What is the economic contribution of the voluntary sector?

Gross Value Added (GVA)

  • Government data can be used to measure the value of different sectors to the economy, from which we can estimate the economic contribution of the voluntary sector.
  • Based on the method developed by NCVO and ONS, the voluntary sector contributed £20bn to the UK economy in 2018/19, or 0.9% of total GDP.
  • The percentage of GDP has been relatively stable since 2015/16 than in the preceding four years, although it is fractionally higher.
  • To put this figure in context, the contribution of the sector is less than the GDP of El Salvador (£20.7bn, ranked 104 out of 204 countries) and a bit more than Honduras (£19.2bn, ranked 105).[1]

The voluntary sector contributed about £20bn or 0.9% of GDP

GVA of subsectors

The social services subsector contributes the most, worth £3.8bn, followed by the international subsector with £3.5bn and health with £2.3bn

  • The same method can be used to calculate the Gross Value Added of different voluntary subsectors.
  • The biggest subsector was social services at £3.8bn followed by international at £3.5bn, health at £2.3bn and culture and recreation at £2bn.
  • Further analysis is limited by the size of the Almanac subsector samples.

Workforce

The voluntary sector employed about 951,611 people in September 2020, about 40,000 more than in 2019

Volunteering

The estimated value of formal volunteering was £23.9bn in 2016

  • An estimated 23% or about 12 million people formally volunteered at least once a month in 2019/20.
  • The most recent ONS figure from 2016 estimated the value of voluntary activity in the UK to be £23.9bn.
  • This figure was relatively stable between £22.3bn and £24.5bn between 2012 and 2015.
  • However, this method does not capture the value of informal volunteering (volunteering that doesn’t take place in the context of a group or organisation) or the wider impacts of volunteering on the community or indeed on individual volunteers.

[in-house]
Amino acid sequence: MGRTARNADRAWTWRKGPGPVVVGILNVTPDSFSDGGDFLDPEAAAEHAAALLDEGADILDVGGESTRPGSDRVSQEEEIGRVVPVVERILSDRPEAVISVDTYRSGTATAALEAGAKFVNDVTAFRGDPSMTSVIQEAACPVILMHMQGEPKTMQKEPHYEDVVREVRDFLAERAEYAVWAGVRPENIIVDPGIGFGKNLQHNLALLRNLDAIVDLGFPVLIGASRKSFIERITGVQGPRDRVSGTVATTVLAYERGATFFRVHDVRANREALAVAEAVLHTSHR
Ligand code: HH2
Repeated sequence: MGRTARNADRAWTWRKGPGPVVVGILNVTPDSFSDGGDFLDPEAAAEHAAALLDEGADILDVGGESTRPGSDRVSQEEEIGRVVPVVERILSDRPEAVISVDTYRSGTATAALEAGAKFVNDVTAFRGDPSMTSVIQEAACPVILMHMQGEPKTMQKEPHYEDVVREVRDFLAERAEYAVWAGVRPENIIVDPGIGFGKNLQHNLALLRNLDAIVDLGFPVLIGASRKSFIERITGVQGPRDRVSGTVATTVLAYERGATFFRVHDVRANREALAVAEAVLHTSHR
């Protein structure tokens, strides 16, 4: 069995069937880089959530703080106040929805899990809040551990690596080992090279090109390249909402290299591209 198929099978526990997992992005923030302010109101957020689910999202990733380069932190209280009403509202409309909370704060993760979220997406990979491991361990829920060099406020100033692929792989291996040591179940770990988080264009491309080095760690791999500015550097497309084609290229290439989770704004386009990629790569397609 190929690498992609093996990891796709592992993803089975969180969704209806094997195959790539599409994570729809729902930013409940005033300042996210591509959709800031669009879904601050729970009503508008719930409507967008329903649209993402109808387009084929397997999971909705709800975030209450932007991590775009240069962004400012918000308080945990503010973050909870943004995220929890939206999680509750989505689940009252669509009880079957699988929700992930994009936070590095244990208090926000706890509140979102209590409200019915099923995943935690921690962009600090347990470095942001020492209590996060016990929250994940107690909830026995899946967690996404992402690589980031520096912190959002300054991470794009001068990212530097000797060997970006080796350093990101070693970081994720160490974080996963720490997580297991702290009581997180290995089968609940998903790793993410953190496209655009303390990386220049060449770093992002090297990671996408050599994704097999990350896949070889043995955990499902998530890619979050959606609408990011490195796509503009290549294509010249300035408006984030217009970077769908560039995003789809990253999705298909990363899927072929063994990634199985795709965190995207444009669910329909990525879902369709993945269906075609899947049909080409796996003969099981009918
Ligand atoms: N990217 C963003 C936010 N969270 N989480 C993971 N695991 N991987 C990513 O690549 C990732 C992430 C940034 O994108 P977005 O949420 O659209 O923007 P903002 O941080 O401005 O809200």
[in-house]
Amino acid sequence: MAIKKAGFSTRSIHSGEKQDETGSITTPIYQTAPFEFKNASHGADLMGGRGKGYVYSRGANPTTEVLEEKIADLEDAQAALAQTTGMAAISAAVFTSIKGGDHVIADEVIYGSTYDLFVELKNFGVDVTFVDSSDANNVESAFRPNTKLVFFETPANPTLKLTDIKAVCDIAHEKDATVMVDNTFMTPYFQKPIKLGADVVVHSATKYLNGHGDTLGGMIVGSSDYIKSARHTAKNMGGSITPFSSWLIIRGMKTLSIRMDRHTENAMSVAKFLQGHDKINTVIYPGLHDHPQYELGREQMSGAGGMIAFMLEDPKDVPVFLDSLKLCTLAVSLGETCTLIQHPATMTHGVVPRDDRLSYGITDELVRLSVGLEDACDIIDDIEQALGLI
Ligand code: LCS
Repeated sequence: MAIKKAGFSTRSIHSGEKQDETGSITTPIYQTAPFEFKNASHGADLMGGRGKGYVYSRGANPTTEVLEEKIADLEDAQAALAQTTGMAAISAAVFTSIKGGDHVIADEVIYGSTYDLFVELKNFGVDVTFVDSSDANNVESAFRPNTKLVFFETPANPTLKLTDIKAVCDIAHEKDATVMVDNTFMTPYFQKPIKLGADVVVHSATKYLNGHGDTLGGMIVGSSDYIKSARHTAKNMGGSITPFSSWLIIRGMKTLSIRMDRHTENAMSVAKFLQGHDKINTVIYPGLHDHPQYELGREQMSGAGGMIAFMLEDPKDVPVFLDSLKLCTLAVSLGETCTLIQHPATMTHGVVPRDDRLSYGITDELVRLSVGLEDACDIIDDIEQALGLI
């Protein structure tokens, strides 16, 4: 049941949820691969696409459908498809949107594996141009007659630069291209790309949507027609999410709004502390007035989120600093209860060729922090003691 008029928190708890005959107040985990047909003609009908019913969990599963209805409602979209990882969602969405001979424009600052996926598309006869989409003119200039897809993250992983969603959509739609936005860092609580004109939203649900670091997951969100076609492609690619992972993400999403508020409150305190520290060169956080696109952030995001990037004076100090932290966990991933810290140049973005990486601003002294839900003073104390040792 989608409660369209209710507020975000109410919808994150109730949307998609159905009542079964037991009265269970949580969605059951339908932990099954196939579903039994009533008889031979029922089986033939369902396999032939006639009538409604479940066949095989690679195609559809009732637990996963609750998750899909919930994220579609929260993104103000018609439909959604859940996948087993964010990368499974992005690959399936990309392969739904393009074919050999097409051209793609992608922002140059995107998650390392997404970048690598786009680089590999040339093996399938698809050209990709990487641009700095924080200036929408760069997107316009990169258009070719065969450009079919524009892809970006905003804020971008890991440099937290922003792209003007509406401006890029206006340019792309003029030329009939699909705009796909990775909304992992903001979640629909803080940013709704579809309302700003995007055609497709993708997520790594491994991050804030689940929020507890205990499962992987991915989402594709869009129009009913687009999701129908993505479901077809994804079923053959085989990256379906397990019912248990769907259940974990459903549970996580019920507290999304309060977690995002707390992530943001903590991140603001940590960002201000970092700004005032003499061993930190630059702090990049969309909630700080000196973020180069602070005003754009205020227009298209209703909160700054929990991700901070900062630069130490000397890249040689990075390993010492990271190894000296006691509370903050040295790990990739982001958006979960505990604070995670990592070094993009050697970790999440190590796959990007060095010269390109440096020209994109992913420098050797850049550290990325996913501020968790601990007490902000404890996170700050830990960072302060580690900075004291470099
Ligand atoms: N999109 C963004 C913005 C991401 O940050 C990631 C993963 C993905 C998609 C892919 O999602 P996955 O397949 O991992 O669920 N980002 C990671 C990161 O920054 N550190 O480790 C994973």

More data and research

Notes and definitions

Periods

Data on this page comes from multiple sources using the latest data available. For example, the information about the voluntary sector workforce covers a more recent period (2020) than the financial data used in the Almanac (2017/18).

Calculation of economic contribution

The contribution to the economy of different sectors is measured by the Office for National Statistics (ONS) based on their production or output (GVA), similar to Gross Domestic Product (GDP). Note that contribution to GDP or GVA is not simply equal to turnover.

Although voluntary organisations are included in ONS estimates as part of ‘Non-Profit Institutions Serving Households’ (NPISH), NPISH is not synonymous with the voluntary sector. NCVO and ONS therefore developed a method of estimating the voluntary sector’s GVA, in the early 2000s. Although it has its limitations, we judge it provides the best indication of the economic value of the sector. The method calculates GVA as follows:

Staff costs + Expenditure on goods and services - Income from sales of goods and services

Economic contribution of subsectors

The Almanac sample is stratified first by size and region, and then by subsector (ICNPO classification). A review of the Almanac design in 2016 concluded that only eight of the 18 ICNPO subsector categories had sufficiently large samples of organisations of different sizes to be representative of their ICNPO subsector.

Economic contribution of volunteering

The ONS estimates of voluntary activity come from the UK’s Household Satellite Account and are part of their programme of going beyond the traditional measures of economic production such as GDP.

The estimates for voluntary activities are based on estimates of total hours spent carrying out regular formal volunteering from the Community Life Survey and wage rates from the Annual Survey of Hours and Earnings. The ONS approach is based on calculating how much it would cost to replace volunteers by paid staff.

Note that the value of unpaid volunteering for 2016 has been estimated using changes in participation rates to extrapolate the 2015 estimate due to change in comparability of the survey data (Community Life Survey) on which the estimates are based.

Footnotes

  1. Exchange rate of £0.767 to USD$1 from 5 April 2019.